I like pinhole cameras, old Super 8 films, vintage lenses, and the photographs of Anton Corbijn - anything that is an antidote to the scrubbed-up, high definition, over-perfected images of this era. I try to take pictures that are a visual counterpart to the music I make - I like things that are resonant with atmosphere and nostalgia, and the texture is often as important, to me, as what's being described.
The music that I make is made with simple, even crude technology - but I know my processes very well, and I think this is one of the reasons why I've been able to make comparatively rich recordings largely at home. Likewise, my photographs are undoubtedly amateur, but I know my limited materials inside out. I'm a big believer in that Brian Eno adage that you should always prefer rapport to options. Modern technology gives us the ability to over-produce sound and over-tweak images – I think it's possible that in twenty years, the over-perfected sounds and images of this era will seem as absurd as any other passed trend.
The artwork for the CD of my new album, 'In Love With A Ghost', is made out of the pictures that my partner Elijah-Casper Blake and I took of New York City, in 2014 and 2015. These photographs were taken with a couple of different digital and analogue cameras, and a poor quality camera phone, which I then re-processed in various ways. I also made extensive use of the iPad 8mm film app to shoot the video for my single, "New York Boogie-Woogie" – the same app that the director of the film Searching for Sugar Man used when he ran out of Super 8 film.
My vision of New York is dark but not bleak. It's a vision of dark nights and bright lights, crowded streets, dark bars, and rented rooms - like an Edward Hopper painting, or the lyrics on a record by The Blue Nile. It is a vision of a city of ghosts, a city of Susan Sontag, George Balanchine, Robert Mapplethorpe, and David Kalstone. Agnes Martin on the roof of her studio at Coenties Slip, and Frank O'Hara writing poems on his lunch break.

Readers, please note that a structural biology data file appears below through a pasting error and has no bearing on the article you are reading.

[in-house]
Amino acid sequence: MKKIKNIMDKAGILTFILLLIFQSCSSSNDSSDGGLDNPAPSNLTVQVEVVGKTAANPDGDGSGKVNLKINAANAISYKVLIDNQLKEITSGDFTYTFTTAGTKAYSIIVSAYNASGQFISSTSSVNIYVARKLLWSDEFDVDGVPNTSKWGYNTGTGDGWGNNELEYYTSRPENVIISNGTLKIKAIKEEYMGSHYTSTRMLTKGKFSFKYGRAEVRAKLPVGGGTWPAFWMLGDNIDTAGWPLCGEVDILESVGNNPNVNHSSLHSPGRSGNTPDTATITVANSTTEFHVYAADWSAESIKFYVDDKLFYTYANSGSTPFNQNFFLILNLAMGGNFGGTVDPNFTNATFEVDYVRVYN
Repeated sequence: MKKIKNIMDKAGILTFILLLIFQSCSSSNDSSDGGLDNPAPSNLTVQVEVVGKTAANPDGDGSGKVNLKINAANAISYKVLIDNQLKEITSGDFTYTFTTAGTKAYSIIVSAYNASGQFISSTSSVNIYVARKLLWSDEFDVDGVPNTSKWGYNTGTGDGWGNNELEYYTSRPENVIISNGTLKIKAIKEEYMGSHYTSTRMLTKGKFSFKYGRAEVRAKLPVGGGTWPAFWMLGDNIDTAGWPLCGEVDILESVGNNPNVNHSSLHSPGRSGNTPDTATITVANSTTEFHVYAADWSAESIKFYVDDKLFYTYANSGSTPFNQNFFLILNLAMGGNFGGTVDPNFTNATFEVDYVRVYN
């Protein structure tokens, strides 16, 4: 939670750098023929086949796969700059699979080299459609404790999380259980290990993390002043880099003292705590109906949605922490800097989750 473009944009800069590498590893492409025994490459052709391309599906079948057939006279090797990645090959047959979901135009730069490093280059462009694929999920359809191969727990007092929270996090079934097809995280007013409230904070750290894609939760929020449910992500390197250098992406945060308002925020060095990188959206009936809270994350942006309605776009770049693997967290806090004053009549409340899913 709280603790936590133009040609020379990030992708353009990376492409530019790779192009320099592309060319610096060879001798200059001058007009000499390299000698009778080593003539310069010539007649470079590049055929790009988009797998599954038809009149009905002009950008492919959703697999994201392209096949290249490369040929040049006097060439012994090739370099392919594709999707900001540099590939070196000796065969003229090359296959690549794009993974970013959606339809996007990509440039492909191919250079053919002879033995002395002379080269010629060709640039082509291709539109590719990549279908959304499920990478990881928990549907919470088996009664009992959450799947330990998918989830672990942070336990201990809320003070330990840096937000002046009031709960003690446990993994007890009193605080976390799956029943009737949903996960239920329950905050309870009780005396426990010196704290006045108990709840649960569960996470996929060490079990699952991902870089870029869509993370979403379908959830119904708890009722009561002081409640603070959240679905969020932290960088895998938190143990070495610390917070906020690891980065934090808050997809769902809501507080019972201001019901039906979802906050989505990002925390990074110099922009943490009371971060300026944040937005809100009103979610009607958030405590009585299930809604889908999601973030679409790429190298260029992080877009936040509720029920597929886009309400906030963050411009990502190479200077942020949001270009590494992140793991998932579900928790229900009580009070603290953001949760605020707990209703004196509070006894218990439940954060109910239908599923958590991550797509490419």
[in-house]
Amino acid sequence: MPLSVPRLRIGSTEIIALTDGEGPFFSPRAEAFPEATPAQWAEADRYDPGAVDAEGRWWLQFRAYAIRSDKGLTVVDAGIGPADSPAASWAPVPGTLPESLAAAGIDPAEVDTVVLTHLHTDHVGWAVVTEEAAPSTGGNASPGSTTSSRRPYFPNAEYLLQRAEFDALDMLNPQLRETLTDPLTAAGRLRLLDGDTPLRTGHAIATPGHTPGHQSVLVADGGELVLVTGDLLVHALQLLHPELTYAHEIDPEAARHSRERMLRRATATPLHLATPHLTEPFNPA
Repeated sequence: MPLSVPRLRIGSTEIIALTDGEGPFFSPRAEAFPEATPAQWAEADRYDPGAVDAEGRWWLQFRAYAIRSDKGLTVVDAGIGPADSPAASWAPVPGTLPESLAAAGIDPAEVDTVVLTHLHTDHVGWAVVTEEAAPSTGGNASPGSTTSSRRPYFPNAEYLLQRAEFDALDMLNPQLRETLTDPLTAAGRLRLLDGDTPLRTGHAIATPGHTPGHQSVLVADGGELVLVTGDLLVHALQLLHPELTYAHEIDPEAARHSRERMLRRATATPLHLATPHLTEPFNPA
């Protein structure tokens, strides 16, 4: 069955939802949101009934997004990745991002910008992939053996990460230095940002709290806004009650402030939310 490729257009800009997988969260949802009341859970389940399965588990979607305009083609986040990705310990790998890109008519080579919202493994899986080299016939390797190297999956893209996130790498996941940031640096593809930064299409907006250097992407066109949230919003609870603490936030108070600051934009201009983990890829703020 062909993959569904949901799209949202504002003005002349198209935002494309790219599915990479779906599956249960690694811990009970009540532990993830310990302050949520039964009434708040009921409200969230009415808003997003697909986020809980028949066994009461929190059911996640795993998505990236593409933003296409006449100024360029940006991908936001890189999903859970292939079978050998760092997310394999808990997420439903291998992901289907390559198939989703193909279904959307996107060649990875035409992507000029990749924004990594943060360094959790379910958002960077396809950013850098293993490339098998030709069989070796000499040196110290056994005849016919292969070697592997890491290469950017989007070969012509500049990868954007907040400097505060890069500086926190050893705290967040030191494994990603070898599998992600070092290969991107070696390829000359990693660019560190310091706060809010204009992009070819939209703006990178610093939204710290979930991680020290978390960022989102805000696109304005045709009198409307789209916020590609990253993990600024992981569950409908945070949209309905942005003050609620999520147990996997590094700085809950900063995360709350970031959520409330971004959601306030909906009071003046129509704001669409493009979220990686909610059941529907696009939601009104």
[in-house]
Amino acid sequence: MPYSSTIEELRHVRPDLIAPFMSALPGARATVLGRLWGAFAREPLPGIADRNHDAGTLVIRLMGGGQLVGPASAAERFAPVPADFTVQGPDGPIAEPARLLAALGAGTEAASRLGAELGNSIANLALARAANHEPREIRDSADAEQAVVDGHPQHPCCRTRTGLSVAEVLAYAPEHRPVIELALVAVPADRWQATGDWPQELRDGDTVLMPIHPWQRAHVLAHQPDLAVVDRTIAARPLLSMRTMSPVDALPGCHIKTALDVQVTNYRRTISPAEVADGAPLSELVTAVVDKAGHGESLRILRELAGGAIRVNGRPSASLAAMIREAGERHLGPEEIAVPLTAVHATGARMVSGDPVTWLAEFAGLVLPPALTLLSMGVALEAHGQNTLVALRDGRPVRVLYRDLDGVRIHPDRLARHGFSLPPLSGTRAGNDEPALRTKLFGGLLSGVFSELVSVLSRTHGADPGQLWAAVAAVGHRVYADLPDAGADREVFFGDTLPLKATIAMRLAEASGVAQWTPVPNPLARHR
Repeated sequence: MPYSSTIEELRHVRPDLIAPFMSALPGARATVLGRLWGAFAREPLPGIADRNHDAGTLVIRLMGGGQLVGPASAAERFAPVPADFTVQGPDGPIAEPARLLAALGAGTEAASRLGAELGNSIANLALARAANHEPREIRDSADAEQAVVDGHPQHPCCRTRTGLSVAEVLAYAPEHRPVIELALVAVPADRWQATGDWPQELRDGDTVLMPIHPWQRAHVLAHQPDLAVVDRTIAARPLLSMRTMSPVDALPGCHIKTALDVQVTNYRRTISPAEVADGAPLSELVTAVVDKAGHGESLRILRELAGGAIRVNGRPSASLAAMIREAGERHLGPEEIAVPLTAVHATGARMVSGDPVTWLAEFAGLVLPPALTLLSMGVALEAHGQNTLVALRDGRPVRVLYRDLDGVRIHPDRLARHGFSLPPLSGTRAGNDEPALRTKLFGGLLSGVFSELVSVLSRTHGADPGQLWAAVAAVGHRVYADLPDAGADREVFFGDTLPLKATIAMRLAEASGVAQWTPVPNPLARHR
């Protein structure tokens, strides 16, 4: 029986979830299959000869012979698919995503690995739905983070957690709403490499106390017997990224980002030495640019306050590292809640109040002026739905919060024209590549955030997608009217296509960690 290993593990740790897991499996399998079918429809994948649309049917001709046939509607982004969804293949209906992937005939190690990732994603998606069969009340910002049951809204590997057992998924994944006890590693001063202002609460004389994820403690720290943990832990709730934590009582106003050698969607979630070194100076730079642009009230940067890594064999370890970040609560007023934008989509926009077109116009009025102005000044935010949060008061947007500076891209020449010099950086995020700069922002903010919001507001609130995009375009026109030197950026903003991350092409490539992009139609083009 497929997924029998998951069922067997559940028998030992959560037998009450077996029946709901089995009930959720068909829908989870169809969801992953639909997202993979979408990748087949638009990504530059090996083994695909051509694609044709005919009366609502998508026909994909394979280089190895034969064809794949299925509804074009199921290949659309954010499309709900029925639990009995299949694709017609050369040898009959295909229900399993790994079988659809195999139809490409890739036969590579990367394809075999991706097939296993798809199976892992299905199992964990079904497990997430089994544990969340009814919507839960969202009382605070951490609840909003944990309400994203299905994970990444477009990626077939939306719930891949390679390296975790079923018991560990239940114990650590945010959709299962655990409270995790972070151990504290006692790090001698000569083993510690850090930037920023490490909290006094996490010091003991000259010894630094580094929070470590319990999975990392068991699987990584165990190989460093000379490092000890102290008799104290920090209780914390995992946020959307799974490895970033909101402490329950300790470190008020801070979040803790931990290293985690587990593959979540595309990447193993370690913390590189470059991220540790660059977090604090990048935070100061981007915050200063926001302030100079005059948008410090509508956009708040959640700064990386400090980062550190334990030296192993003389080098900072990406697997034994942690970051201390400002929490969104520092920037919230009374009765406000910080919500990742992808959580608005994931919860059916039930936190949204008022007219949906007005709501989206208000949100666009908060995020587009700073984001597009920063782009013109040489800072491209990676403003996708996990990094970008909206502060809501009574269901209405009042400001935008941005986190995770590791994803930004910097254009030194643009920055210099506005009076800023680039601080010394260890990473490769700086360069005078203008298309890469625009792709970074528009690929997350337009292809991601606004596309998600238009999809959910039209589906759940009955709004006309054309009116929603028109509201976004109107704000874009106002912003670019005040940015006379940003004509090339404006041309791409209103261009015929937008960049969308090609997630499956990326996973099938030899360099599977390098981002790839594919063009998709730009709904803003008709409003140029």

In writing "New York Boogie-Woogie" I was borrowing a lyrical style from Peter Gabriel's "In Your Eyes", who in turn borrowed it from an African tradition - in Peter Gabriel's song, you can't tell whether he's singing about romantic love, or love for God. In "New York Boogie-Woogie", you can't really tell whether the love is directed at a person or the city.
I grew up in rural South West England in the 1980s and 90s. Nothing could have seemed more removed from my day to day life than the hustle and bustle of New York. And yet, all of the music I was listening to in my teens - things like Talking Heads, Laurie Anderson, The Velvet Underground - all came from New York, or had a New York connection. And so from the earliest age, I felt an irrational sense of attachment to the place. When I finally made it there, I felt like I had come home.
People think I'm crazy when I say this, but I think that New York is to the States what Manchester is to the UK. I lived in Manchester for 12 years and it seems to be cut from the same cloth, somehow. Manchester has often been used as a stand-in for New York in films like Captain America, or the Jude Law version of Alfie, so I'm not the only person to notice this.
These days, there's a lot of nostalgia for 1970s New York, when the city was savage and bankrupt and practically everything below 23rd Street was overrun with artists. It's become a bit of a cliche, really. But as an outsider I still find it interesting how many different artistic scenes were co-existing at the same time; whether it be the Patti Smith/punk axis around CBGBs, or Robert Wilson's theatre, or the No Wave movement circling around bands like DNA, or Woody Allen's films. At the same time there was an explosion in post-liberation gay literature coming out of New York as well, writers like Andrew Holleran, or Edmund White (who I love). It fascinates me now, that these mostly-independent scenes, which I became interested in separately (in true auto-didactic style) existed more or less concurrently.
I don't disagree with people who say that New York is over-sanitised now. So many artists have been priced out of Manhattan. Arto Lindsay says that New York has now just become the place where Donald Trump lives. I know what he means. We were in New York at the time of the election - a heartbreaking day for us. But there's plenty of great things happening at the edges, and in those artistic scenes, the city's energy remains undiminished. I find New York brings out the best in me; my sharpest thoughts and my best ideas. It's still the best city in the world.